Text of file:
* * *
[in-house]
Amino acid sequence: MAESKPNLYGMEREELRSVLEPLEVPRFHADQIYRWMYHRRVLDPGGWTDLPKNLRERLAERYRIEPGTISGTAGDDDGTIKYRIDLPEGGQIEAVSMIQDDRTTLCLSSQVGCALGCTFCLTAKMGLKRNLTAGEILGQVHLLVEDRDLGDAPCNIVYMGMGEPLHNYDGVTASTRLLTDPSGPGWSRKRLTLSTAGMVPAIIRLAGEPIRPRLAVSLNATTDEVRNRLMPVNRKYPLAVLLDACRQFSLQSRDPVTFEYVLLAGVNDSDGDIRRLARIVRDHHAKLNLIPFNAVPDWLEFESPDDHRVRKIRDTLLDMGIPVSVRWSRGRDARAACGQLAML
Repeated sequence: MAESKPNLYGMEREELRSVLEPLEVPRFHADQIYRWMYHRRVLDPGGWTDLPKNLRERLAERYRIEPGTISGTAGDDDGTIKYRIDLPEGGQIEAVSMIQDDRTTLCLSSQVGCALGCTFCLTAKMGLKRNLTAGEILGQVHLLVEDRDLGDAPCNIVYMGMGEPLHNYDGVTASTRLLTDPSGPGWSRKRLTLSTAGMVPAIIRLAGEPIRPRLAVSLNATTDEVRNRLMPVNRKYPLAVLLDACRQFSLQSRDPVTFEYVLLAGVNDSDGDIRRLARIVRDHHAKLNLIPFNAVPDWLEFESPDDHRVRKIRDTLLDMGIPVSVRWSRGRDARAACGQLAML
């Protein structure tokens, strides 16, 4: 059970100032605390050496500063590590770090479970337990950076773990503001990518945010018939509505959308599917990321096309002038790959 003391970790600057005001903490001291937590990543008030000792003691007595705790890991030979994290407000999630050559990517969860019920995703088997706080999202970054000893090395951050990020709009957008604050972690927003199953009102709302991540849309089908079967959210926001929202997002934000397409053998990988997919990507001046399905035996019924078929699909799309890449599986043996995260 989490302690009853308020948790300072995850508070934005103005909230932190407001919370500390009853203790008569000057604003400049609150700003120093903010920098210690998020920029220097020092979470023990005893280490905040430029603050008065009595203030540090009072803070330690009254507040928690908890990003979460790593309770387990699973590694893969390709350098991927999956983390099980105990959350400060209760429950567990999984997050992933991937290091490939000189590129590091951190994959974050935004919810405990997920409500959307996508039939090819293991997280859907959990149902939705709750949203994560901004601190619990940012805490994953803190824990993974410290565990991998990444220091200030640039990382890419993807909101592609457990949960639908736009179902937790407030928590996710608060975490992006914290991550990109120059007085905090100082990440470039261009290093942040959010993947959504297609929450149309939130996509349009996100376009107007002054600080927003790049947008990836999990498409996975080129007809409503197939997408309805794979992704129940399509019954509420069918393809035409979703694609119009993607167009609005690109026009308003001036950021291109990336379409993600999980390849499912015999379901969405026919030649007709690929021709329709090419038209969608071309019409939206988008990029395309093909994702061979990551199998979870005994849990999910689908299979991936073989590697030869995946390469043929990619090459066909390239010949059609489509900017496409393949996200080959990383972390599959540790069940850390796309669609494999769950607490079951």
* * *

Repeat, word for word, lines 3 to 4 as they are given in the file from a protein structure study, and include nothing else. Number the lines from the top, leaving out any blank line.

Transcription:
Repeated sequence: MAESKPNLYGMEREELRSVLEPLEVPRFHADQIYRWMYHRRVLDPGGWTDLPKNLRERLAERYRIEPGTISGTAGDDDGTIKYRIDLPEGGQIEAVSMIQDDRTTLCLSSQVGCALGCTFCLTAKMGLKRNLTAGEILGQVHLLVEDRDLGDAPCNIVYMGMGEPLHNYDGVTASTRLLTDPSGPGWSRKRLTLSTAGMVPAIIRLAGEPIRPRLAVSLNATTDEVRNRLMPVNRKYPLAVLLDACRQFSLQSRDPVTFEYVLLAGVNDSDGDIRRLARIVRDHHAKLNLIPFNAVPDWLEFESPDDHRVRKIRDTLLDMGIPVSVRWSRGRDARAACGQLAML
């Protein structure tokens, strides 16, 4: 059970100032605390050496500063590590770090479970337990950076773990503001990518945010018939509505959308599917990321096309002038790959 003391970790600057005001903490001291937590990543008030000792003691007595705790890991030979994290407000999630050559990517969860019920995703088997706080999202970054000893090395951050990020709009957008604050972690927003199953009102709302991540849309089908079967959210926001929202997002934000397409053998990988997919990507001046399905035996019924078929699909799309890449599986043996995260 989490302690009853308020948790300072995850508070934005103005909230932190407001919370500390009853203790008569000057604003400049609150700003120093903010920098210690998020920029220097020092979470023990005893280490905040430029603050008065009595203030540090009072803070330690009254507040928690908890990003979460790593309770387990699973590694893969390709350098991927999956983390099980105990959350400060209760429950567990999984997050992933991937290091490939000189590129590091951190994959974050935004919810405990997920409500959307996508039939090819293991997280859907959990149902939705709750949203994560901004601190619990940012805490994953803190824990993974410290565990991998990444220091200030640039990382890419993807909101592609457990949960639908736009179902937790407030928590996710608060975490992006914290991550990109120059007085905090100082990440470039261009290093942040959010993947959504297609929450149309939130996509349009996100376009107007002054600080927003790049947008990836999990498409996975080129007809409503197939997408309805794979992704129940399509019954509420069918393809035409979703694609119009993607167009609005690109026009308003001036950021291109990336379409993600999980390849499912015999379901969405026919030649007709690929021709329709090419038209969608071309019409939206988008990029395309093909994702061979990551199998979870005994849990999910689908299979991936073989590697030869995946390469043929990619090459066909390239010949059609489509900017496409393949996200080959990383972390599959540790069940850390796309669609494999769950607490079951």